The Committee on Ways and Means
Subcommittee on Oversight
United States House of Representatives
at a hearing on
“The Pandora Papers and Hidden Wealth”
December 8, 2021
David R. Burton
Senior Fellow in Economic Policy
The Heritage Foundation
My name is David R. Burton. I am Senior Fellow in Economic Policy at The Heritage Foundation. I would like to express my thanks to Subcommittee Chair Pascrell, Ranking Member Kelly, and members of the committee for the opportunity to be here this morning. The views I express in this testimony are my own and should not be construed as representing any official position of The Heritage Foundation.
Financial Privacy Matters
Financial and personal privacy is a key component of life in a free society. In a free society, individuals and businesses enjoy a broad private sphere free of government involvement, surveillance, and control. The U.S. financial regulatory framework is increasingly inconsistent with these ideas. We should be under no illusion whether personal and financial privacy are inextricably linked. A government, or a private organization for that matter, that knows everything about our financial life will know virtually everything about our private life including our business, political, social and religious associations and inclinations, what we buy and own, where we travel and more. Ever-increasing surveillance and mandatory reporting endanger the freedom of the American people. The recent controversy over the Biden administration’s proposed bank account surveillance program demonstrates that Americans care about financial privacy.
The current regulatory regime is overly complex and burdensome, and its ad hoc nature has likely impeded efforts to combat terrorism, enforce laws, and collect taxes. Moreover, the current framework appears to be grossly cost ineffective. To better meet the needs of the citizens these laws are meant to serve, regulators must develop better information about the costs and benefits of the current regime and Congress must implement reforms reducing the burden and intrusiveness of these rules. At the very least, Congress should stop making the problem worse.
Beneficial Ownership Reporting and the Corporate Transparency Act
The Corporate Transparency Act (CTA) was incorporated into the National Defense Authorization Act as Title LXIV of the 1480-page bill. It will create a large compliance burden – over $1 billion annually -- on approximately 11 million businesses with 20 or fewer employees or less than $5 million in gross receipts (the only non-exempt category). Assuming a 90 percent compliance rate, it is likely to create as many as a million inadvertent felons out of ordinary small business owners throughout the country. Those most able to abuse the financial system are exempt.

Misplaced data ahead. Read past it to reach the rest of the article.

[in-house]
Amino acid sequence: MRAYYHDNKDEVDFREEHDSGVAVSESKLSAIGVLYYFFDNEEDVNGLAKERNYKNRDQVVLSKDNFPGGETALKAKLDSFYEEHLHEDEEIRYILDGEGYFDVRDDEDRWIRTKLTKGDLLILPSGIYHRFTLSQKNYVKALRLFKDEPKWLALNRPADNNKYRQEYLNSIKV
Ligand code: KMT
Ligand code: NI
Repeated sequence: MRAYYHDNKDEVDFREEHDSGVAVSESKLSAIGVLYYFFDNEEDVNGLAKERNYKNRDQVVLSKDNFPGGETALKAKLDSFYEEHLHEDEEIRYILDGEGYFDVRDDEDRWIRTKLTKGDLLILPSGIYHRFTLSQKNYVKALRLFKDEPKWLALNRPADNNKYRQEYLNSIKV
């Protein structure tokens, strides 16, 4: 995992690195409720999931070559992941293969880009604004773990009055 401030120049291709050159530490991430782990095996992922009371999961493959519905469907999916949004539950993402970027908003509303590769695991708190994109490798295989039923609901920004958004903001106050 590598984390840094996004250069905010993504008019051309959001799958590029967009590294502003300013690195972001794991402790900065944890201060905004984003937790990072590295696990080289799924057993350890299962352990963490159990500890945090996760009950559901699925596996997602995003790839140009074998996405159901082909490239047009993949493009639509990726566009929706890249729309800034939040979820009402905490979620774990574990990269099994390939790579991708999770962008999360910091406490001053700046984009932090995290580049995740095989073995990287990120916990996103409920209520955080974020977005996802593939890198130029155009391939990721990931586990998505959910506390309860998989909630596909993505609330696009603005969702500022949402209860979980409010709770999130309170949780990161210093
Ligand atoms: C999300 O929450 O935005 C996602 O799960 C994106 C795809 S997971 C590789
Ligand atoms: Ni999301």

The CTA is a remarkably poorly drafted piece of legislation rife with ambiguities and inapt provisions. I can’t count the number of times that I was told by proponents of this legislation how simple it was and how easy it would be for small businesses to comply. These assertions were, to be generous, seriously inaccurate. The FACT Coalition comment letter to FinCEN on the implementing rules goes on for 157 pages. So much for “simple.” Congress needs to be much more skeptical about similar false assertions that will undoubtedly be made in the future. They are already being made with respect to the ENABLE Act (see below).
The primary burden created by the beneficial ownership reporting regime is on firms with 20 or fewer employees or less than $5 million in gross receipts. These are the firms least able to absorb yet another increase in the regulatory burden imposed by the federal government. These are the firms most suffering from the calamitous, devastating effects of lock-downs and other government policies aimed squarely at small businesses. These are the firms that are the backbone of our communities.
Determining who is and is not a “beneficial owner” under the CTA is complex, highly ambiguous, and will often require hiring legal counsel or a compliance expert. In fact, it will probably take a decade or more of prosecutions and litigation before the meaning of “beneficial owner,” “substantial control,” “substantial economic benefit,” and “directly or indirectly, through any contract, arrangement, understanding, relationship, or otherwise” are reasonably well established. Defending these cases will be expensive—and often economically destroy the small businesses and business owners who must defend themselves against the federal government.
The beneficial ownership reporting rules in the CTA are easily and lawfully avoided by the sophisticated, so they will do virtually nothing to achieve their stated aim of protecting society from terrorism or other forms of illicit finance. Furthermore, better beneficial ownership information than the proposed reporting regime will obtain is already provided to the IRS. Allowing the IRS to share this information with the Treasury Department’s Financial Crimes Enforcement Network would impose no additional costs on the private sector and better meet the needs of law enforcement by providing more comprehensive information and better enforcement than would the proposed reporting regime. The Corporate Transparency Act should be repealed.